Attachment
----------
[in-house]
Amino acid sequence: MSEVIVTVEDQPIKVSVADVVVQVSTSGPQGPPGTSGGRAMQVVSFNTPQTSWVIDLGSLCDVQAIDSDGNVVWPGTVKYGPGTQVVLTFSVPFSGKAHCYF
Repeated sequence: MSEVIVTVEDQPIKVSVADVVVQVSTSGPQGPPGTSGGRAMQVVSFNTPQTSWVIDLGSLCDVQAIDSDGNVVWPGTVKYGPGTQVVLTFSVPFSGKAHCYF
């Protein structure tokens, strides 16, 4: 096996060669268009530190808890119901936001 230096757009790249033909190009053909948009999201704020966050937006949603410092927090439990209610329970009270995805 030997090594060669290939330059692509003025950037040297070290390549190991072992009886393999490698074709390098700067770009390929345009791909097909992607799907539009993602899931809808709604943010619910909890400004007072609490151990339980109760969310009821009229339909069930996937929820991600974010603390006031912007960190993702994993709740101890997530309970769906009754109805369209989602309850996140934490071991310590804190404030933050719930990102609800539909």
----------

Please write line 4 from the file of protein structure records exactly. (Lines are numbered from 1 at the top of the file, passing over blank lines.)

């Protein structure tokens, strides 16, 4: 096996060669268009530190808890119901936001 230096757009790249033909190009053909948009999201704020966050937006949603410092927090439990209610329970009270995805 030997090594060669290939330059692509003025950037040297070290390549190991072992009886393999490698074709390098700067770009390929345009791909097909992607799907539009993602899931809808709604943010619910909890400004007072609490151990339980109760969310009821009229339909069930996937929820991600974010603390006031912007960190993702994993709740101890997530309970769906009754109805369209989602309850996140934490071991310590804190404030933050719930990102609800539909």